The second of five children, he had to discontinue college at the University of Mindanao in 2009 after his father, Ludenio Monzon, was gunned down allegedly by soldiers of 67th Infantry Battalion in Boston, Davao Oriental, near a police station.
By MARYA SALAMAT
MANILA – “We were peaceful before the soldiers came” – This is how 23-year old Jong Monzon remembers their community in Boston, Davao Oriental in Mindanao. He proudly recalls how they had built their own irrigation to support their farms; how they had built and run schools right within their communities.
The two projects greatly helped their community of mostly indigenous peoples – they grow and harvest their food, they educate their children.
“We had farms. We planted palay (rice), corn, sweet potato, cassava – all for our community’s food supply,” he proudly shared while marching to Mendiola Bridge in Manila, in Manilakbayan’s first march in the capital this year after a week of long journey from Mindanao.
The irrigation and schools were projects of their datus, he said. But as these developed and increasingly benefited their community, the Armed Forces of the Philippines insulted their abilities and attacked their communities, claiming these are not their projects, but of the New People’s Army (NPA).
Monzon decried the attacks to their communities and projects. He said it hurts to think their food crops are just wilting and dying, far from their care now that they were forced to evacuate for their lives. He thinks those food crops were likely destroyed by now, while they suffer the distance from their sources of livelihood.
Now they are evacuees at the UCCP’s Haran compound in Davao City. Not only their community from Davao Oriental but other indigenous peoples, too, from nearby towns, are sharing the place. With them were evacuees or internal refugees from the towns of Kapalong and Talaingod, both in Davao del Norte, and towns of San Fernando and Kitaotao, both in Bukidnon. They bring with them similar tales of attacked projects and schools of IPs after these were falsely attributed to the New Peoples’ Army by the military.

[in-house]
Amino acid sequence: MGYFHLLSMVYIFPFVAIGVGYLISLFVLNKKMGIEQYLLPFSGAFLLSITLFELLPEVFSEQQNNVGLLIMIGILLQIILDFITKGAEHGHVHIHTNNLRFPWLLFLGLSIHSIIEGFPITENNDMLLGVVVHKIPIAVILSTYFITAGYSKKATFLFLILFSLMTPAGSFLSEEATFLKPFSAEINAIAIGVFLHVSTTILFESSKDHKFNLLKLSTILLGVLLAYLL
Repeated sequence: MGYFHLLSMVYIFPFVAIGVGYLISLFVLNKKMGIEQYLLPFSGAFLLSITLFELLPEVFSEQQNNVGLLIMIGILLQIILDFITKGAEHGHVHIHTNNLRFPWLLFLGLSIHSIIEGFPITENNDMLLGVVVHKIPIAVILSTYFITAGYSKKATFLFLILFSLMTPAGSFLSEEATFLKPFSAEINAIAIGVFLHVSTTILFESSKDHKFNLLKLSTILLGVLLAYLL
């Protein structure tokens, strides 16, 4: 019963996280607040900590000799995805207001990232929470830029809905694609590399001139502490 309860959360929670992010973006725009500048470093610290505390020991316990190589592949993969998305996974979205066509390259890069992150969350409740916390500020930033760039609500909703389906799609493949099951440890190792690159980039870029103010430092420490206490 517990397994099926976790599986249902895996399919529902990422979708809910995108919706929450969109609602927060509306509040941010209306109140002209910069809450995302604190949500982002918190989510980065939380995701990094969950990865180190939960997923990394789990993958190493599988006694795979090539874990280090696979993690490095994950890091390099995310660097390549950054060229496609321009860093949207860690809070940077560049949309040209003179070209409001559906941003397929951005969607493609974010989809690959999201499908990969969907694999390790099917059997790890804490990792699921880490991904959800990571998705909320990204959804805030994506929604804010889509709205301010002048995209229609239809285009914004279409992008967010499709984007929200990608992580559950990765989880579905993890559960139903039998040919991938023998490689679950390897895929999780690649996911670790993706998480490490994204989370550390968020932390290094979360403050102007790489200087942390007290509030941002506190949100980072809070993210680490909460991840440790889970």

Struggle for dignity
Monzon said he became secretary general of Pasaka “at the height of their mass evacuation from militarization.”
He was born to a Manobo father and a Mandaya mother. The second in five children, he had to discontinue college at the University of Mindanao in 2009, after his father, Ludenio Monzon, was gunned down allegedly by soldiers from 67th Infantry Battalion in Boston, Davao Oriental, near a police station.
“My father had wanted me to study so we would not continue being made a fool of mining corporations,” Monzon recalled.
He said the Omega Gold Company had told his father that he was like a thorn in their operation. His father and the community were protesting the entry of the mining company. Omega had applied to explore for gold and copper in nearly 3,700 hectares in Boston, Davao Oriental in 2006.
“They’re killing our Lumad leaders; they want to shut down our schools which they had had no hand in bringing to reality,” Monzon summed up the immediate reasons why they have evacuated, and why they have brought their protests to the Philippine capital.
He blamed the Aquino government’s militarization as the reason they are marching to the cities. About half of the 781 Lakbayanis came from Southern Mindanao Region, he said.
Instead of attacking the IP projects, they said the government should be supporting their schools, agricultural innovations, and care of the environment. They demanded as well the pullout of military in their communities and farms.
He said they have endured too many hardships and sacrifices but they went ahead with the Manilakbayan. Referring to military actions against their tribe, including the hurtful words by Rep. Catamco, he said these only prod them to increase their courage.